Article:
A few of the most vital topics currently being largely ignored by church leaders

This morning I woke up to do some writing for different blogs and purposes but couldn’t shake a few thoughts. When something is lingering like this, I tend to suppose it needs dealt with, and so, in my case, I need to write it down if I’m to move forward. I was and am feeling burdened and frustrated about what I feel are blind eyes and silent mouths by church leaders to a few very practical and key topics in our society.

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I need a better way to speak of “work as ministry”

A week ago I attended a conference for ministry-minded folks with a desire for reaching college students. At one point I found myself sitting next to a young man of African American ancestry, who was obviously very intelligent, in his last year of school, and was considering joining staff with the collegiate ministry he was a part of. Because of this possibility, he had been allowed to tag along — getting a glimpse of what he might sign up for, I guess.

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On connecting meaning in our stories for our community

We are part of the best story there is. So how do we cast a compelling vision for our community and connect with the people – even those who don’t believe as we do – in a way that excites them, assures them we care, and connects our story to theirs in a way that shows them the depth of meaning THE story can bring to their lives!?

We are all storytellers, and we are all part of one grand story.

Within this grand story are nearly infinite other stories we could tell at any time.

Jesus was a master storyteller.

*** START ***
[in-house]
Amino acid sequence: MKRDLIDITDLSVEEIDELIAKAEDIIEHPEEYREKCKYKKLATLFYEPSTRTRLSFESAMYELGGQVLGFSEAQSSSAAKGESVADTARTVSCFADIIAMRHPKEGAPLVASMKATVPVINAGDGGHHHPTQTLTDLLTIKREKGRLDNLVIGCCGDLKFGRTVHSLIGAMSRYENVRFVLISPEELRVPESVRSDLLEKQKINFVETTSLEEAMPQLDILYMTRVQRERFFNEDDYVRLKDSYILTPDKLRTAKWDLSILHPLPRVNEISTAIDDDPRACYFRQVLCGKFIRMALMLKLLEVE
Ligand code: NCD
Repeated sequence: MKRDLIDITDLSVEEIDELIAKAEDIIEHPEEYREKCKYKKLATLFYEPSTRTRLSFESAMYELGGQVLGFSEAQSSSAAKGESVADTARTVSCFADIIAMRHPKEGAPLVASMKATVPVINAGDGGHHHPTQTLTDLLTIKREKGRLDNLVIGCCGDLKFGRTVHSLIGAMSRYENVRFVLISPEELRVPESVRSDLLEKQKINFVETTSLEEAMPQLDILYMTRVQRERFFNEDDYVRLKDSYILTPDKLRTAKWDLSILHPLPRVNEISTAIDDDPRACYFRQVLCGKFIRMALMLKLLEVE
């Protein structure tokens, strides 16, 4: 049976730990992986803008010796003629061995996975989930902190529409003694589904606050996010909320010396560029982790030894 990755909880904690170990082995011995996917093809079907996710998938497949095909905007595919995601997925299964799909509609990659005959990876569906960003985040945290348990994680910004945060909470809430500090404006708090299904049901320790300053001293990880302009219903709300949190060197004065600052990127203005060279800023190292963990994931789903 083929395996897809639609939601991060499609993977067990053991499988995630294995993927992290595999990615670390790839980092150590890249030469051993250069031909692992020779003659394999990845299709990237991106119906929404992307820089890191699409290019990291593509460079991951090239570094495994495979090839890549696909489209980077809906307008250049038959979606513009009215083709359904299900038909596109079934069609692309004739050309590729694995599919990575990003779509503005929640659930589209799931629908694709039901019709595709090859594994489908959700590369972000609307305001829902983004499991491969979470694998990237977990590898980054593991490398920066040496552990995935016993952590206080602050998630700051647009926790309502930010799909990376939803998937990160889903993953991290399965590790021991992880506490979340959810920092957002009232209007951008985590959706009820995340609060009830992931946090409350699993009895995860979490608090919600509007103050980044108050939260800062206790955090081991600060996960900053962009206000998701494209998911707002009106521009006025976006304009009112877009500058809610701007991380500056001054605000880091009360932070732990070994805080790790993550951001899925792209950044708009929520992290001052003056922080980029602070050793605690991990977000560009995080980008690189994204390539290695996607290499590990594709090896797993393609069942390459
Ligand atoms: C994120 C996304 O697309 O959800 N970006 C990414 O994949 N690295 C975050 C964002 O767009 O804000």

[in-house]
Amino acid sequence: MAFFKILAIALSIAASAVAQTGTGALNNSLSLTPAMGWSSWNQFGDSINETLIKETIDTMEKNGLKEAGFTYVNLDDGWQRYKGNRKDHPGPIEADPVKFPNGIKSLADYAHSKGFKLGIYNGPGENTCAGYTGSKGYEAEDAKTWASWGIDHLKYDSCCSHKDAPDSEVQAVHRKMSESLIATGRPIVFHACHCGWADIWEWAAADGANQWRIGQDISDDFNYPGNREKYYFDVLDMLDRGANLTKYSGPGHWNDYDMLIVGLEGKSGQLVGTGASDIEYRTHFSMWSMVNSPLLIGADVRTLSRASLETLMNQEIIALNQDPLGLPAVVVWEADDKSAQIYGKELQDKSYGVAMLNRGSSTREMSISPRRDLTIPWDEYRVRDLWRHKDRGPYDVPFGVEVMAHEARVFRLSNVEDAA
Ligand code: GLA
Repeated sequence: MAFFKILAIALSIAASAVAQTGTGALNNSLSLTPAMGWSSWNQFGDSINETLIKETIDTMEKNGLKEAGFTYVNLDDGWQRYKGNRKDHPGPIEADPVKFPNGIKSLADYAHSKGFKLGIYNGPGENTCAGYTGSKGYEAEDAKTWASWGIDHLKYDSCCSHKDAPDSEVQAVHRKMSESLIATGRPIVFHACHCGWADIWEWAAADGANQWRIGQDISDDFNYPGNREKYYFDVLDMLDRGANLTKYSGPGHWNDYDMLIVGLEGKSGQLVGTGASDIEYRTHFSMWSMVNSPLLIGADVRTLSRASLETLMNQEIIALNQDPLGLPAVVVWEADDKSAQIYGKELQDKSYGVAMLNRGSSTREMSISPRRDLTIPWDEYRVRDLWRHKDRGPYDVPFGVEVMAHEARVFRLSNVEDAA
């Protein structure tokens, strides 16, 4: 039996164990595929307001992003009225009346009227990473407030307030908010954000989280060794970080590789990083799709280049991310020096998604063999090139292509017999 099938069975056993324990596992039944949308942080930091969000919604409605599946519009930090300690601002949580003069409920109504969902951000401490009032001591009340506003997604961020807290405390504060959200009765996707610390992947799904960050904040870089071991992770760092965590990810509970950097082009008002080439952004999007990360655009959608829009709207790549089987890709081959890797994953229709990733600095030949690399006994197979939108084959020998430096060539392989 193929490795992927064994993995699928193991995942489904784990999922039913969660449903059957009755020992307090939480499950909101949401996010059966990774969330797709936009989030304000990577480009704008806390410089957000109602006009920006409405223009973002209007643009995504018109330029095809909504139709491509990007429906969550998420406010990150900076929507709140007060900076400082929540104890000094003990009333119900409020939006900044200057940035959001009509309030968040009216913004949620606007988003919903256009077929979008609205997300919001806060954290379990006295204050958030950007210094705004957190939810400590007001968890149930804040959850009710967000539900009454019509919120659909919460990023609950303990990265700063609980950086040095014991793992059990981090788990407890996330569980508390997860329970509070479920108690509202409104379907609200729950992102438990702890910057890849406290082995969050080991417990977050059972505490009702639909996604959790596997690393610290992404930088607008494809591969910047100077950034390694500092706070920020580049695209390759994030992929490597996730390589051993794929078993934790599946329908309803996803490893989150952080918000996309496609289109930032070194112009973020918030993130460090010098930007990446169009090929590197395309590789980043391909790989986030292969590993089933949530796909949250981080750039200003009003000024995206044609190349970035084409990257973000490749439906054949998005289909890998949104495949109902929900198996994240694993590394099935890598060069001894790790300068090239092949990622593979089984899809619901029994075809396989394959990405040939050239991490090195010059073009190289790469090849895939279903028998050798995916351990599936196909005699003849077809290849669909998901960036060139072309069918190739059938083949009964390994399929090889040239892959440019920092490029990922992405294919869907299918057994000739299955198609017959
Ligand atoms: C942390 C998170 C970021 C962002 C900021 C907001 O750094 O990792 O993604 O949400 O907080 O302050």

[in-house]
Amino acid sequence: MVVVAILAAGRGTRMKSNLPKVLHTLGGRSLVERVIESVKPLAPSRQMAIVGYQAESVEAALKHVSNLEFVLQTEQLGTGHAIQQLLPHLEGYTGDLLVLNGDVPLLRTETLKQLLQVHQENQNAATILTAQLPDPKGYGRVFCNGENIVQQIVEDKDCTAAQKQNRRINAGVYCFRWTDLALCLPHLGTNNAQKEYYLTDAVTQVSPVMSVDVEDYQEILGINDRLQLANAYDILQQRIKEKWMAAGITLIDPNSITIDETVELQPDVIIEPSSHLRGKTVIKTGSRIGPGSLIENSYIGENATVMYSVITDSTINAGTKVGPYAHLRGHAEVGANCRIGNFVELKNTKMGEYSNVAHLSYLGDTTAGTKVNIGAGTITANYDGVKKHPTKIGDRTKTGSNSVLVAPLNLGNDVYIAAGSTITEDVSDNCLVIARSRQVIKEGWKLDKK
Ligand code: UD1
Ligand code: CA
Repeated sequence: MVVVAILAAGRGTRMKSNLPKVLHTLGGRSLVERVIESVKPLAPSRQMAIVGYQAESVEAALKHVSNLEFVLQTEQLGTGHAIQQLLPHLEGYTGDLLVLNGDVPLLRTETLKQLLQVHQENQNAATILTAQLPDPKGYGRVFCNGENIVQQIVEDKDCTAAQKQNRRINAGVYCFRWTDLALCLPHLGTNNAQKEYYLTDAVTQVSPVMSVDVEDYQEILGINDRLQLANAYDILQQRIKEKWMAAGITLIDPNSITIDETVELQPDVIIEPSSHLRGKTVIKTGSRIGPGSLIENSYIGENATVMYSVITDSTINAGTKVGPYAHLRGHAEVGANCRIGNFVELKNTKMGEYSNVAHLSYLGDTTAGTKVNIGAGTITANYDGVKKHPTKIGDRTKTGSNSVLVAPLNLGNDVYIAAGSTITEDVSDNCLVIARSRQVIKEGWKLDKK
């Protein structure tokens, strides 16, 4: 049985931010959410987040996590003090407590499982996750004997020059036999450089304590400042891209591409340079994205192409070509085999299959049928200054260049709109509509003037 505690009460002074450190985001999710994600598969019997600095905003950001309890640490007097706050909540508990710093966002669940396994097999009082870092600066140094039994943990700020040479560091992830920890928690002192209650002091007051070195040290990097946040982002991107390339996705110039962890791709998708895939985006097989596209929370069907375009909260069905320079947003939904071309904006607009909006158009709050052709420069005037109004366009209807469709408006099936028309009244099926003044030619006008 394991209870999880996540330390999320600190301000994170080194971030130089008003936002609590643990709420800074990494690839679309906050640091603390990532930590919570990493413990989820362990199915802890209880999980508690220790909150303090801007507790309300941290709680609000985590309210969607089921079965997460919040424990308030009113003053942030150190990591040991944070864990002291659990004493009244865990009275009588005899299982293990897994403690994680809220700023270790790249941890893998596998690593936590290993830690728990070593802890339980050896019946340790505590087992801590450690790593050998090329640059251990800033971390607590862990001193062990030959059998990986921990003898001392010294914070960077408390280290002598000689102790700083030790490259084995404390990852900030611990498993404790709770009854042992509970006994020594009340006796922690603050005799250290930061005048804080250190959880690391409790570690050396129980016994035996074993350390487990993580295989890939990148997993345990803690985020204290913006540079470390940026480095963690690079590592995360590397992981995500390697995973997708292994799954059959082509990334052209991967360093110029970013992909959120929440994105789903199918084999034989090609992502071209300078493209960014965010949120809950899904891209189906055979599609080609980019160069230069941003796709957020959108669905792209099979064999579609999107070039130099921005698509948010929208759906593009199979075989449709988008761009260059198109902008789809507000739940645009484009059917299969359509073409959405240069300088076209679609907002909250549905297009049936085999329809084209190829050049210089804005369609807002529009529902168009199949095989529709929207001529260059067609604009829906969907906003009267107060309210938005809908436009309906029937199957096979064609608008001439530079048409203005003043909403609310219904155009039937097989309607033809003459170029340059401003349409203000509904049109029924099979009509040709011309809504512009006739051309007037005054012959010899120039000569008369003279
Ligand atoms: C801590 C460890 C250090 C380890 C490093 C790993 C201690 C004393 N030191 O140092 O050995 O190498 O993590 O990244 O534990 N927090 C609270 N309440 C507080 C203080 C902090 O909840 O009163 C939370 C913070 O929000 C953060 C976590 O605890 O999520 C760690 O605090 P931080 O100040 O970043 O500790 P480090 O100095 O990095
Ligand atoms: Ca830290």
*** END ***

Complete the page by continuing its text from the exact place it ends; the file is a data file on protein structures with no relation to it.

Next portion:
My father is an expert storyteller.

I tend to be a bit of a storyteller, myself, but I wouldn’t say I’m “expert” material yet. However, that’s pretty much what the existence of this blog is about. One long and wandering story. One I’m writing down as I go. One I’m hoping to gain clarity on as I write.

Our communities we are a part of are a story. Hundreds of thousands of stories, making up one collective story – much like the gospel and the church.

However, our communities depend on us. You and me.

We have to help shape the story and make it meaningful.

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Is it unloving to run to win?

In a noble effort to not be unloving, might we actually be completely failing at loving and defecting from our duties?

You’ve read it too. You probably have it memorized:

Do you not know that in a race all the runners run, but only one receives the prize? So run that you may obtain it. -1 Corinthians 9:24

From what I’ve seen, running to win the race (1 Cor 9:24) often leaves people behind in a sense. Yet I’ve heard countless times that it’s unloving to move on and leave people behind who refuse to “pick up their mat and walk”, accept healing for their wounds, take care of themselves, and “run to win”.

It’s common to be frowned upon, even ridiculed by other leaders, if you’re seen as a person who is willing to press forward hard and fast even if it means leaving others behind who don’t want to run to win the prize (Phil 3:14).

Wasn’t that verse written for everyone?

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